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Representation in Ireland

Agriculture and rural development in Ireland

Before Ireland became a member of the European Union it was almost totally economically dependent on farming, but the country now has a more diverse, open economy.

However, farming still has a vital role to play in Ireland’s economic prospects and today it is facing real threats from climate change, rising energy costs, food insecurity and rural decline, as well as uncertainty caused by war in Ukraine, the Covid-19 pandemic and Brexit.

Being part of the European Union means Irish farmers and rural communities aren’t facing these issues alone as Ireland co-ordinates with the other EU Member States through the Common Agricultural Policy (CAP) to find solutions to global, as well as local, issues.

EU agricultural policy focus

First introduced in Europe in 1962, the Common Agricultural Policy (CAP) is a common policy for all EU countries. It is regularly updated to ensure farmers can make a reasonable living and to tackle evolving threats to agriculture, rural living and the environment.

I believe there is great potential in Ireland, and the European Union as a whole, to become leaders in sustainable food production, and for our farmers to reap the benefits.

Janusz Wojciechowski, Commissioner for Agriculture and Rural Development
Janusz Wojciechowski, European Commissioner for Agriculture

EU countries will implement the new CAP from January 2023 through their own national strategic plans, which need to be approved by the Commission.

The plans allow each Member State to address its own needs while also delivering tangible results in relation to ten EU-level CAP objectives.

Ireland’s proposed strategic plan has a budget of just under €10 billion for the 2023-27 period, with about 60 percent allocated to direct income support and 40 percent to rural development measures.

The new CAP prioritises small and medium-sized farms, encourages young farmers to join the profession and focuses on better rural development.

Currently less than 7% of Irish farmers are under the age of 35. The CAP, together with funding incentives and research, aims to boost that figure and help new generations of farmers with proposals such as:

  • increased mentoring and knowledge transfer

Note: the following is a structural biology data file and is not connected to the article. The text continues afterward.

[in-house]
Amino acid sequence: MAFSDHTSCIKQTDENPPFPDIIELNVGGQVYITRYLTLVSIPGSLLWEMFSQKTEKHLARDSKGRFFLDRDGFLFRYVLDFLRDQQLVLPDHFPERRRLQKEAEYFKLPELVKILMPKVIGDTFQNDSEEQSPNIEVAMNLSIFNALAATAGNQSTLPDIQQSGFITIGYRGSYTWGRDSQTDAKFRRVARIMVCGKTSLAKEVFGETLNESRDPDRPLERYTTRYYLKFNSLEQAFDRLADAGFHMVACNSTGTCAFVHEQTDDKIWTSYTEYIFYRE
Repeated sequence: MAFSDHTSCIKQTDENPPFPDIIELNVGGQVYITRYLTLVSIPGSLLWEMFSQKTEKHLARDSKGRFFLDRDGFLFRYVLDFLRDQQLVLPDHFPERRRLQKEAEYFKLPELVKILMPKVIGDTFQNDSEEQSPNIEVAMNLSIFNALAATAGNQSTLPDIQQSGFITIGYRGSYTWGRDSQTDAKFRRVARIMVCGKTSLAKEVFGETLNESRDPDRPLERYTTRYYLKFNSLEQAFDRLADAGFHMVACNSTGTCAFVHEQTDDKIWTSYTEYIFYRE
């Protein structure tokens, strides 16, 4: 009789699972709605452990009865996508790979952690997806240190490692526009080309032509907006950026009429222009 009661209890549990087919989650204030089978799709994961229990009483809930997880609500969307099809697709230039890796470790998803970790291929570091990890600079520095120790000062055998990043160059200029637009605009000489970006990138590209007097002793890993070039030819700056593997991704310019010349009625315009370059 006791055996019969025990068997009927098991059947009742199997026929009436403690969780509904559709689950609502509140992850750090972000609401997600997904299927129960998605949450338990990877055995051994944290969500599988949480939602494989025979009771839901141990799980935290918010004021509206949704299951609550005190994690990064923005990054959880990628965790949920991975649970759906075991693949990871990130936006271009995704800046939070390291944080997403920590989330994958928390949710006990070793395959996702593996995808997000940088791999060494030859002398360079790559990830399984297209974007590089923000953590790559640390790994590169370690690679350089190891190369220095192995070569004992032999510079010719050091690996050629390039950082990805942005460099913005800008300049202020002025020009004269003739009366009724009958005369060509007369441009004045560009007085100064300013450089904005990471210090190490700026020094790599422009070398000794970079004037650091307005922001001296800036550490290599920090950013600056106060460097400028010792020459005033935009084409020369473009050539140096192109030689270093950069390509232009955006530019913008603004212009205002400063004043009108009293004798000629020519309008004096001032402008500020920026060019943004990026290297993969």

• more flexibility on taxation and inheritance rules
  • easier access to loans with lower interest rates and longer repayment periods

60 Years of CAP

The CAP policy 2023-27

Ireland’s CAP Strategic Plan

Factsheet: Overview of agricultural and rural development in Ireland

Rural development

The CAP is not only about looking forward; it is also designed to protect what we already have. Preservation of Ireland’s famously beautiful countryside is assisted through the CAP’s Rural Development Programmes (RDPs).

Rural areas are the fabric of our society and the heartbeat of our economy. They are a core part of our identity and our economic potential. We will cherish and preserve our rural areas and invest in their future.

Ursula von der Leyen, President of the European Commission
Commission President Ursula von der Leyen

LEADER is the mechanism that delivers development to local rural communities and it is administered by Local Action Groups (LAGs), which are partnerships of both public and private bodies that select and approve projects in their respective areas.

The overall programme funding in Ireland is allocated to 28 sub-regional areas, based on administrative or county boundaries.

Under the new CAP, rural development measures will be included in the national CAP strategic plans from 2023 onwards.

The European Commission has set out a long-term vision for the EU’s rural areas up to 2040 and is working with stakeholders on a Rural Pact and an EU Rural Action Plan aimed at developing stronger, connected, resilient and prosperous rural communities.

Rural Development in Ireland

Department of Rural and Community Development: Rural funding